West Goshen Risk Assessment Breakdown Pt. 1

A risk assessment conducted by Accufacts Inc., using industry sensitive information from Sunoco, was recently released and presented to the public. The study specifically evaluated potential risk from the 12-inch supplemental line being used to move natural gas liquids eastward between portions of Mariner East 2 and Mariner East 2X through West Goshen Township.

The assessment found: “As discussed further below, the 12-inch pipeline meets or exceeds federal pipeline safety regulations for HVL liquid transmission pipeline service.” Reiterating what Sunoco and Energy Transfer have long guaranteed about their natural gas pipelines.

Methodology:

Accufacts specializes in technical and safety evaluation and planning for pipeline siting, design, operation, maintenance, emergency response, and regulatory requirements. The firm has previously been retained to conduct risk assessments in Pennsylvania. Accufacts worked alongside the West Goshen Township legal team and Sunoco to draw up a Nondisclosure Agreement so that corporate specifics about the pipeline could be accounted for in their study. Accufacts admitted that pipeline differences such as diameter factor into risk and deemed industry specifics necessary to complete a thorough assessment.

Supplemental Line Facts:

  • 24 miles of an existing 12-inch line will be used to interconnect a western portion of ME 2 and an eastern segment of ME 2X, which is 16 inches in diameter.
  • End destination is the Sunoco Marcus Hook facility
  • The supplemental line does not use any pump stations
  • Will carry 150 to 160 MB/D of butane or propane liquids

Pipeline Integrity and Safety Measures:

Accufacts notes that though the pipeline was installed in 1937 of seamless Grade B steel the risk of cracking or a loss of pipeline integrity is overstated. In fact, the report provides the following: “As mentioned in previous reports, pipe steel, even pipe steel manufactured over 80 years ago, does not age or wear out like some older materials such as cast or wrought iron that can be “age” sensitive. Pipe steel has essentially an infinite life if properly maintained and operated within its design parameters, and periodically assessed as to its integrity.

Pipe age is a poor risk predictor and many of the nation’s older pipes are more resilient to hydrostatic testing because of safety factors during manufacturing.

Accufacts concluded that Sunoco went above and beyond the standard safety measures required by state and federal regulators through the use of hydrostatic testing and ‘smart pigs’ – devices used to scan the integrity of the inside of pipelines. Additionally, another round of hydrostatic and ‘smart pig’ tests were run for added certainty.

As an added layer of security Sunoco has agreed to convert the manual valve station controlling the supplemental line to be compatible with remote functions and like Mariner East 1 and 2 an automatic pipeline shutdown feature has been incorporated. All of these measures sum to show the township, and broader state of Pennsylvania, that safety and security are the top priority.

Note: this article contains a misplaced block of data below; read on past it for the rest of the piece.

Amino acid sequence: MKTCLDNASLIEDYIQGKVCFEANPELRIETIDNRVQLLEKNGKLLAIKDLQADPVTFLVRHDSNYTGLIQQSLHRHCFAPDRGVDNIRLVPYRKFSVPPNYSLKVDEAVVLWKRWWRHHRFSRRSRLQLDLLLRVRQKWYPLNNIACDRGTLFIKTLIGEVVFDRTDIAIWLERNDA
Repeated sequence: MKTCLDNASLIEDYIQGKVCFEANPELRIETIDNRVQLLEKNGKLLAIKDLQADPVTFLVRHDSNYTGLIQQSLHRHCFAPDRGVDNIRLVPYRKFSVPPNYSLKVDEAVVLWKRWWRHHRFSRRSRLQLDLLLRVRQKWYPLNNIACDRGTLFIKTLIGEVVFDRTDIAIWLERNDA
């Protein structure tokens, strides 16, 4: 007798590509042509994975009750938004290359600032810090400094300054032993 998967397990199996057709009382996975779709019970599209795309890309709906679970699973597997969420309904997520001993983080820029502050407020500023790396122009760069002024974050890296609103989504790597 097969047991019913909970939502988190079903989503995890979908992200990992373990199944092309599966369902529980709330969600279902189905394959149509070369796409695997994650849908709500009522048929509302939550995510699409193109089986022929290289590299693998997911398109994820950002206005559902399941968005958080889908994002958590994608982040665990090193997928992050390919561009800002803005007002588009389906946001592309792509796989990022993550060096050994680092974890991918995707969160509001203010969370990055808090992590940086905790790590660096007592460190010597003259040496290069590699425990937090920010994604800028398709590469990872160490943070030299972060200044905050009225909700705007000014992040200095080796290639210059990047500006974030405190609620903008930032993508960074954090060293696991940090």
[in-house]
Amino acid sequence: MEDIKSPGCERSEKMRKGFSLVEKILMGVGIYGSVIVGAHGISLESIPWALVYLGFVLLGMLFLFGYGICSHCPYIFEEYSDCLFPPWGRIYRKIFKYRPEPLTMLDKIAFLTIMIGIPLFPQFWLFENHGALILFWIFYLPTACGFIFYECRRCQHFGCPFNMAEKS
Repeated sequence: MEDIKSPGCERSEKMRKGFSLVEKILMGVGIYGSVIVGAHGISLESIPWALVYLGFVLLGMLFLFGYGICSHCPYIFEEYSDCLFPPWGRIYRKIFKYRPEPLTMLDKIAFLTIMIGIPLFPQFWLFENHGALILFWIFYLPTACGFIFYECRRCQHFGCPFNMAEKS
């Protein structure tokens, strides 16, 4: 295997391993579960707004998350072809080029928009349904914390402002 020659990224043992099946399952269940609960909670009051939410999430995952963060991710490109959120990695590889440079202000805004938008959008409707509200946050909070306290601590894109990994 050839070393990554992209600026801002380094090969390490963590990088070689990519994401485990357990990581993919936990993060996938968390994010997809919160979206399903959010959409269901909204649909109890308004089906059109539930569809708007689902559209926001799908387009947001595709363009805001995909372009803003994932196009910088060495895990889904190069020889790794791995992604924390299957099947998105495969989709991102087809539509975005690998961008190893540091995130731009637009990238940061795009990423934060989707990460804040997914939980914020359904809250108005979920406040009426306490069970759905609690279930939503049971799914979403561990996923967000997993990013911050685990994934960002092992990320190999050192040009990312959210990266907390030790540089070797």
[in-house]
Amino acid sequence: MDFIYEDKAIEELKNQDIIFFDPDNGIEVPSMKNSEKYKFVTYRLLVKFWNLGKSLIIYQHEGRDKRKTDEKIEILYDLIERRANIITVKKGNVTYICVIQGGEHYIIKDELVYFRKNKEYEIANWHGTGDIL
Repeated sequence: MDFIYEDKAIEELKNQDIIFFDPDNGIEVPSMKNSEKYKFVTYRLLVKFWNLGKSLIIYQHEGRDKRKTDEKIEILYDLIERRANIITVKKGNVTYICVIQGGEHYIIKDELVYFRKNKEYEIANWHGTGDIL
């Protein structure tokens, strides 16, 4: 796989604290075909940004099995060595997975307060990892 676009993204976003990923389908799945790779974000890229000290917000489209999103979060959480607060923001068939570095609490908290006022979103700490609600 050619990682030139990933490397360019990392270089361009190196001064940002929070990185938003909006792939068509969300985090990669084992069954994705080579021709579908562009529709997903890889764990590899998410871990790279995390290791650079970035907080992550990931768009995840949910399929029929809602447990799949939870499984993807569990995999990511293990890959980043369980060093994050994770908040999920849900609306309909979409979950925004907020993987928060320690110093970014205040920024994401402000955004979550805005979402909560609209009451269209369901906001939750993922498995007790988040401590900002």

Conclusion:

Richard Kuprewicz, the President of Accufacts, signed off on the report officially determining the supplemental line through West Goshen Township to be safe and that “Sunoco meets and exceeds the requirements of federal pipeline safety regulations. These additional precautions reflect the level of respect that transporting such materials in a HCA should require in a prudent pipeline operation. Accufacts thus concludes that the 12-inch Repurpose Project spanning WGT meets or exceeds the prudent technical approaches commensurate with the safe transportation of HVL.

Pipeline Activists’ Frivolous Suit Fell Short

The latest desperate attempt to halt the Mariner East 2 pipeline system through the courts has failed.

In November, seven residents from Chester and Delaware counties filed complaints to the Pennsylvania Public Utility Commission against Sunoco Pipelines. The complaints claimed that the Mariner East pipelines carrying liquid natural gas presented an intolerable amount of danger and must be stopped through an ‘Interim Emergency Order.’

The courts have finally spoken on the issue, writing:

“In conclusion, Petitioners/Complainants have failed to demonstrate by a preponderance of the evidence that they have met all four requirements and are entitled to emergency interim relief pursuant to 52 Pa. Code § 3.6.  Petitioners have not satisfied any of the four requirements.  Accordingly, the relief requested will be denied in the Ordering paragraphs below.”

Pipeline opponents were unable to meet any of the four requirements that justify an emergency order. The success (really a lack there of) falls in line with the baseless arguments pipeline opponents have relied on in hopes of stopping an infrastructure project critical to Pennsylvania’s economic success.

MDN Highlights Bias In Latest Hearing and Media